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MELBOURNE, Australia — Ash Barty’s Australian Open singles title in January was enough to ensure the former top-ranked player won Australia’s most prestigious annual sports award — despite retiring from the game less than two months later.

Barty has been given The Don Award, named after its most accomplished and famous cricketer Don Bradman.

Barty shocked the tennis world in March when she announced her retirement at the age of 25. The three-time major winner was the No. 1-ranked female player at the time of her retirement decision.

The Sport Australia Hall of Fame’s Don Award is given to an athlete or a team “which has provided the most inspiration to the country through performance and example in the past year.”

Barty (2019, 2022) joins Olympic gold medal-winning hurdler Sally Pearson (2012, 2014) and Olympic champion pole vaulter Steve Hooker (2008, 2009) as a multiple winner of the award.

Barty said she had decided before the Australian Open started that it would be her last major tournament.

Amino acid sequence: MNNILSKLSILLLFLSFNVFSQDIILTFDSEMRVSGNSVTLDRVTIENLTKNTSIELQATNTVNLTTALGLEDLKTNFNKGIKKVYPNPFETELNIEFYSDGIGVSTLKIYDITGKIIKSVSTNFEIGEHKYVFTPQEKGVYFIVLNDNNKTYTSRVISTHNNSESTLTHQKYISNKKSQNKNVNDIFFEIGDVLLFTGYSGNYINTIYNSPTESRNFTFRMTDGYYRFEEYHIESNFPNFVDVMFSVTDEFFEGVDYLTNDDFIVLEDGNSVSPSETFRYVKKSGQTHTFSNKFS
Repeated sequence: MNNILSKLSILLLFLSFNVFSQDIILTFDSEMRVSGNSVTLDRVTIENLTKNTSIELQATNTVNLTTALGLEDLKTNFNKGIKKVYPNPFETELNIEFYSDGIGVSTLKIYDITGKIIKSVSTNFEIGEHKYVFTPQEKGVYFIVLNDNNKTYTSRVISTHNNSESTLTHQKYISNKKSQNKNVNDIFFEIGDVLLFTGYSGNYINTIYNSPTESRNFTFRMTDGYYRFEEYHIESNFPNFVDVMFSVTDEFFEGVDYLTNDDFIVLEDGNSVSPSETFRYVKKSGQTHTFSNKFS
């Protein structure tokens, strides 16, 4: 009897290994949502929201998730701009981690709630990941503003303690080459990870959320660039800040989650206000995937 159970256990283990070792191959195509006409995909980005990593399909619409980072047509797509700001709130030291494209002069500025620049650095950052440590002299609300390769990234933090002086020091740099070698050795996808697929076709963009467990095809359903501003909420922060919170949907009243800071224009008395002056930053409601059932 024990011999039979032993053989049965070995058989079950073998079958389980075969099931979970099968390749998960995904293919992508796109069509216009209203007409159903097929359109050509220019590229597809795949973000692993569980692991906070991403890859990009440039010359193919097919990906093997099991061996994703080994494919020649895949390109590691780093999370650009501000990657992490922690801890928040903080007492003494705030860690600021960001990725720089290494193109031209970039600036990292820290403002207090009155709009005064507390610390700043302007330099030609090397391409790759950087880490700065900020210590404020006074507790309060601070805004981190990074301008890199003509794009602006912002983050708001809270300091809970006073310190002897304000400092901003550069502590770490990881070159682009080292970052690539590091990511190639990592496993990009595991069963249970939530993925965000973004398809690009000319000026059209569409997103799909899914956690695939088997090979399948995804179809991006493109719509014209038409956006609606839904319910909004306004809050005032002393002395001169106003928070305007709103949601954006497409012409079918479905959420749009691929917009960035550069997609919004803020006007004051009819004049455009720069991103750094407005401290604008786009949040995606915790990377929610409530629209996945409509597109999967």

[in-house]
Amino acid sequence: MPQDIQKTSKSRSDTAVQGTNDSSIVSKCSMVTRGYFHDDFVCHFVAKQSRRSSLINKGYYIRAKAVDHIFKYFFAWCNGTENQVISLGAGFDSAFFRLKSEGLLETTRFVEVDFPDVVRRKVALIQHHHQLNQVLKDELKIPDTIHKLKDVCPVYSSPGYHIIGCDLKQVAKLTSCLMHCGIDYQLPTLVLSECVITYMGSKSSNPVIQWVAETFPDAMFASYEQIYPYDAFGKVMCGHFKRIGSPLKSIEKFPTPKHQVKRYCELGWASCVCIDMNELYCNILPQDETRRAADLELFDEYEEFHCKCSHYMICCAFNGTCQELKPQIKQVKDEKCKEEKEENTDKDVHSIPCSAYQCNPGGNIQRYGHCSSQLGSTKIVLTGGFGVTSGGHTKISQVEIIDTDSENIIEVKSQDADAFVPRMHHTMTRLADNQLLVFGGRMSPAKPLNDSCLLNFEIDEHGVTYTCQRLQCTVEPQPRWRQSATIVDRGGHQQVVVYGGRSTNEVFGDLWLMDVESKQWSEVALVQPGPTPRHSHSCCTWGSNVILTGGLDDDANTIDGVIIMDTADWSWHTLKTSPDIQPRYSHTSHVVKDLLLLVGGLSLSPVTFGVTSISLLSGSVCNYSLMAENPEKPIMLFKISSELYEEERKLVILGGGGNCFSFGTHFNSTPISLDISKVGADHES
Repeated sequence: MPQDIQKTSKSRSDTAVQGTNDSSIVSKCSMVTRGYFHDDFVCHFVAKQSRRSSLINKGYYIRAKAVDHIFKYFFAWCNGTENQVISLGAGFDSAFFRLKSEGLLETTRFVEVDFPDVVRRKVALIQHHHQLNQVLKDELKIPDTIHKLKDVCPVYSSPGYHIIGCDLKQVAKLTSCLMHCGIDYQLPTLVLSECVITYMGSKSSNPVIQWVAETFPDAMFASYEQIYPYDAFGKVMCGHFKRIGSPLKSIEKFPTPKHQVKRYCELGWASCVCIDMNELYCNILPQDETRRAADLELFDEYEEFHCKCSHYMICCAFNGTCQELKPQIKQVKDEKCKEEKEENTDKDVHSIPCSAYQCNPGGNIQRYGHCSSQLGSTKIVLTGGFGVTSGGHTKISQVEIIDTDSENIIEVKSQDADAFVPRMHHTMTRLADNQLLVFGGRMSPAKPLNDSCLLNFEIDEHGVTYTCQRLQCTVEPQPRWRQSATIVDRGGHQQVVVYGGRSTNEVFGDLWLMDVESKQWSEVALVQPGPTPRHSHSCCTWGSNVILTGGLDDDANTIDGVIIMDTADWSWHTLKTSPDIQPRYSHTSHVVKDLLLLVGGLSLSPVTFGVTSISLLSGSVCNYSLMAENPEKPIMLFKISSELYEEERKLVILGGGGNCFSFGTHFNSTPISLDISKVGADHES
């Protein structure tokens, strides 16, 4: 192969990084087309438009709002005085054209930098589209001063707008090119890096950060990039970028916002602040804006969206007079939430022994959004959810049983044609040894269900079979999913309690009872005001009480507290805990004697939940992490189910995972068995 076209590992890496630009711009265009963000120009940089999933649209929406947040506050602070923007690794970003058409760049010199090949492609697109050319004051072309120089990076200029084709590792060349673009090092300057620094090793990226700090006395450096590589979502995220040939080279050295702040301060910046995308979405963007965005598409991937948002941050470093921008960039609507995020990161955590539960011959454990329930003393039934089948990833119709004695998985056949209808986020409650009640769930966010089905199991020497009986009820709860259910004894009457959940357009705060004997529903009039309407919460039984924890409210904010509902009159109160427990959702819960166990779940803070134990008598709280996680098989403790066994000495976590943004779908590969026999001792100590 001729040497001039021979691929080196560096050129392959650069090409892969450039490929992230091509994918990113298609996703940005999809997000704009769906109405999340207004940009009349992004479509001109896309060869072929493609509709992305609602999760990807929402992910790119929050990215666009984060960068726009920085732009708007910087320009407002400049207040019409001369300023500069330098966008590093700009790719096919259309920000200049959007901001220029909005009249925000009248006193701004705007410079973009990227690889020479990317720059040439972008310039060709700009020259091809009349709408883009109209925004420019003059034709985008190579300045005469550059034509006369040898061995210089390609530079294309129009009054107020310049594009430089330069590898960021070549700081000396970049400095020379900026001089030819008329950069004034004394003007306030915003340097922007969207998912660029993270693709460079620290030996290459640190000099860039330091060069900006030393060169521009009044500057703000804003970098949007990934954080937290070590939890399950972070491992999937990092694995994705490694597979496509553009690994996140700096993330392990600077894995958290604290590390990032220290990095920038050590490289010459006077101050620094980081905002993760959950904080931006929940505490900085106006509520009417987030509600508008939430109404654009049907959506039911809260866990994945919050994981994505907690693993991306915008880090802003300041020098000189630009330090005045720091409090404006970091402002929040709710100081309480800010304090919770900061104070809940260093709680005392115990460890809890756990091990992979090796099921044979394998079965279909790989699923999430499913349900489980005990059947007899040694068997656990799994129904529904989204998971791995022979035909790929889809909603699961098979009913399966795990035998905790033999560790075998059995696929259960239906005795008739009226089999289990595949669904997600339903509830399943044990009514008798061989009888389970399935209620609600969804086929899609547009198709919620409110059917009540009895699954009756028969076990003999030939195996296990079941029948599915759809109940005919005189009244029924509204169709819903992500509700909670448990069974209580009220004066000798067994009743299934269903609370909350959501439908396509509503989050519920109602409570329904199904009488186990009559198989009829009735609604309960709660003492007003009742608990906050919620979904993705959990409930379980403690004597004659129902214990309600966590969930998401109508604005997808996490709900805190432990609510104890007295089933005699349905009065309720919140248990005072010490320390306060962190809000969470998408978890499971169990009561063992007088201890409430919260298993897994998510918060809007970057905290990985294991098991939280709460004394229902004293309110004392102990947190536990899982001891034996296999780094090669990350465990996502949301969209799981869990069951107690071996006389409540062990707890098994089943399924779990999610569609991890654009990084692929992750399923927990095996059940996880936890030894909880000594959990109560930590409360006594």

“This year was certainly my most enjoyable Australian Open . . . because it felt free,” Barty said in a television interview. “I played without consequence, I played like a little kid. In my eyes, there was no pressure. It was just about me trying to redeem myself, in a way, and playing how I’d always wanted to play – go out there and play like the kid that fell in love with sport.”

Barty said she has no plans to return to tennis.

“In my mind there was never going to be a perfect ending, but it was my perfect ending,” Barty said of her retirement. “It was never about finishing on a win or on a really high emotional feeling. It was just about collectively, I felt it was right.

“Now (that decision) has led to nine months of just an incredible life off the court. It’s been amazing.”

Barty married her long-time partner Garry Kissick in late July. She also golfs frequently and is reported to be playing off a handicap of low single figures.